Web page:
Along with vineyards, Sonoma is known for its heritage orchards, which covered far more of the county before the region’s wine industry took off. These orchards are dominated by the area’s heirloom Gravenstein apple, which has, in turn, created a strong local cider industry. The soft-skinned apple’s “short shelf life and need for preservation” makes it the perfect candidate for hard cider, says Alexandria Sarovich, the executive wine director of Little Saint in Healdsburg, California.
But more recently, Sarovich has seen more local producers bringing together these two regional specialties by co-fermenting apples and grapes into a sparkling, pétillant naturel-style cuvée. These products are alternately referred to as apple and grape wine, cider, or, simply, co-ferments, depending on who you speak to.
“The addition of grape juice—and in some cases, just skins, like a piquette—in the fermentation adds sugar, equaling higher total alcohol,” says Sarovich, who notes that these co-ferments are usually between 9 and 12% ABV. “The grape skins add texture, color, and layers of red fruit—not to mention, the color becomes quite alluring.”
Though apples and grapes come together in these co-ferments, many of Sonoma’s 150-year-old orchards are being pulled up, often to plant vineyards. Sarovich, who pours a co-ferment as one of her two by-the-glass sparkling options, wonders if co-ferments could be the answer to preserving this piece of the region’s history. “Ironically, perhaps the only way to save these orchards is with the fortification of grapes and other Sonoma County native herbs to attract sales to support the crops,” she says.
Selling Points for Apple and Grape Co-Ferments
- Consumer fervor for pét-nats remains strong, driving interest in these pét-nat-style co-ferments.
- Typically deep pink in color, thanks to the red grapes or grape skins, these co-ferments are particularly attractive on retail shelves.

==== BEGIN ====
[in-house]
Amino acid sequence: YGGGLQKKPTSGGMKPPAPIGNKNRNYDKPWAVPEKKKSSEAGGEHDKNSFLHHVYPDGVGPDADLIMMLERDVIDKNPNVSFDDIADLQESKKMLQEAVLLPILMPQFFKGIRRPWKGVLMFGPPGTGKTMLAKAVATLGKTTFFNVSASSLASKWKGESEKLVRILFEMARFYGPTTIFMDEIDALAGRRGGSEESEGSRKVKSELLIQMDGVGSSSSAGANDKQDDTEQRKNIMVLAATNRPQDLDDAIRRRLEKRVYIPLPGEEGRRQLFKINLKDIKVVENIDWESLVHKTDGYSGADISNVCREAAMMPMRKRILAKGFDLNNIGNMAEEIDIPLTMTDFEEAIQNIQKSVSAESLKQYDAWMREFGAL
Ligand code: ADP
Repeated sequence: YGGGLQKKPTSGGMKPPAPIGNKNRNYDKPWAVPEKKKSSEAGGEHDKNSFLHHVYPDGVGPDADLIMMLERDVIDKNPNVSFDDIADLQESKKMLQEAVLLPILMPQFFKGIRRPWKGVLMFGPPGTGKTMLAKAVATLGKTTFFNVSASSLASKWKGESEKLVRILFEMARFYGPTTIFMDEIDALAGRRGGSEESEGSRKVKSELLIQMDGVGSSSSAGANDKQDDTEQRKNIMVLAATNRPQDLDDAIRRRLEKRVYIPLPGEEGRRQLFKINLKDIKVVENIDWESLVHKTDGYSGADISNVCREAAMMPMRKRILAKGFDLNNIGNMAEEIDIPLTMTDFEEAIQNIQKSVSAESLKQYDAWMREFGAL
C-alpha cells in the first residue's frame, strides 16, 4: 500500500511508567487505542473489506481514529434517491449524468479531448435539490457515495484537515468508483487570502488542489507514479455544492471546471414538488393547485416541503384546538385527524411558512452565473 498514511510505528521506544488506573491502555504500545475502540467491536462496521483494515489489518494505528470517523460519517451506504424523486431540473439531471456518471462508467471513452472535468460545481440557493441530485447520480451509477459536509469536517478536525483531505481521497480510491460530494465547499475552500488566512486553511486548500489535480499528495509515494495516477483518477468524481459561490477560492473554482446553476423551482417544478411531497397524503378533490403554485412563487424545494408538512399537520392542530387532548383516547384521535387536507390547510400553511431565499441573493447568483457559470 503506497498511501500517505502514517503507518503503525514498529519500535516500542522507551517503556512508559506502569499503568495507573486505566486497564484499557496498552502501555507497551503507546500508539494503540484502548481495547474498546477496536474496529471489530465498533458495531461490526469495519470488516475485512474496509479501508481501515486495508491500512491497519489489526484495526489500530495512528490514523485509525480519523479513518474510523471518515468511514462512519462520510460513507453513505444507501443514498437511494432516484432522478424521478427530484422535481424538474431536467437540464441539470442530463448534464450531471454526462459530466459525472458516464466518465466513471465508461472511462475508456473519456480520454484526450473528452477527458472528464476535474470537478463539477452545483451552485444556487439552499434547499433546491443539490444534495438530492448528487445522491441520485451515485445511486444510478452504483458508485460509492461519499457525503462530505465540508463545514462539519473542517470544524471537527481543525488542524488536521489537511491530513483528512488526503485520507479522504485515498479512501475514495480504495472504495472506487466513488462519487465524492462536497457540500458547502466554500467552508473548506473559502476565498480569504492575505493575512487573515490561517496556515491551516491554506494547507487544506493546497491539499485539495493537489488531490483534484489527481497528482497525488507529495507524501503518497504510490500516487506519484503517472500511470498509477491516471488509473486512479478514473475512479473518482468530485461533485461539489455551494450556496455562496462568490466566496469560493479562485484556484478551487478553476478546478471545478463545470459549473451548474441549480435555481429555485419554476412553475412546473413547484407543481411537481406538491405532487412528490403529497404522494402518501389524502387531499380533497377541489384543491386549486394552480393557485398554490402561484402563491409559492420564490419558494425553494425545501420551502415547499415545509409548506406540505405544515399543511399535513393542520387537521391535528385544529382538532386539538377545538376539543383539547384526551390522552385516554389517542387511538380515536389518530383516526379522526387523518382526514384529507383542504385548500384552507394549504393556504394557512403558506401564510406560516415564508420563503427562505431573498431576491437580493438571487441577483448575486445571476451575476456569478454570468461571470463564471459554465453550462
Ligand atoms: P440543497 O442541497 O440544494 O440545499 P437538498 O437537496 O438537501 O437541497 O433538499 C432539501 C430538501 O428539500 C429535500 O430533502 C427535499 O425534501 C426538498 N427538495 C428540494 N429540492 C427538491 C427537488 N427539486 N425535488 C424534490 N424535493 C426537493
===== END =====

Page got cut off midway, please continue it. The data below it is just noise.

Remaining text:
- Consumers already know the wines of Sonoma County, making the sell into an apple-grape co-ferment an easier one.
3 Apple and Grape Co-Ferments to Watch
- Ashanta ‘Virga Morada’ 2021, Sonoma County, California: Made by a young winemaking duo who crafts everything from Sauvignon Blanc to multi-fruit co-ferments, the Virga Morada combines organic Gravenstein from Bardos Cider with Syrah and Pinot Noir skins from winemaker Chenoa Ashton-Lewis’ family’s vineyard. Sarovich pours it by the glass at Little Saint.
- Tilted Shed Ciderworks ‘Vini Feral’ 2021, Sonoma County, California: Rhode Island Greening apples are co-fermented with a mix of wild, hybrid, and vinifera grapes (many are “mystery” grapes, though there is some old-vine Alicante Bouschet). It has “a brooding mouthfeel from the tannins, with forest floor and sour, dark cherries,” says Sarovich.
- Bardos Cider ‘Saint Cabora’ 2021, Sonoma County, California: “Bardos thinks of cider-making like a natural wine producer, sourcing only from zero-spray orchards and using zero sulfur in fermentation and bottling,” says Sarovich, who notes that they are determined to seek out overlooked orchards in order to preserve heritage apple trees. The Saint Cabora, a blend of aged cider over grape pomace, has “tart crab apple and cranberry notes, some barnyard funk, and a bright and lively finish.”
Courtney Schiessl Magrini is the editor-in-chief for SevenFifty Daily and the Beverage Media Group publications. Based in Brooklyn, she has held sommelier positions at some of New York’s top restaurants, including Marta, Dirty French, and Terroir, and her work has appeared in Wine Enthusiast, GuildSomm, Forbes.com, VinePair, EatingWell Magazine, and more. She holds the WSET Diploma in Wines. Follow her on Instagram at @takeittocourt.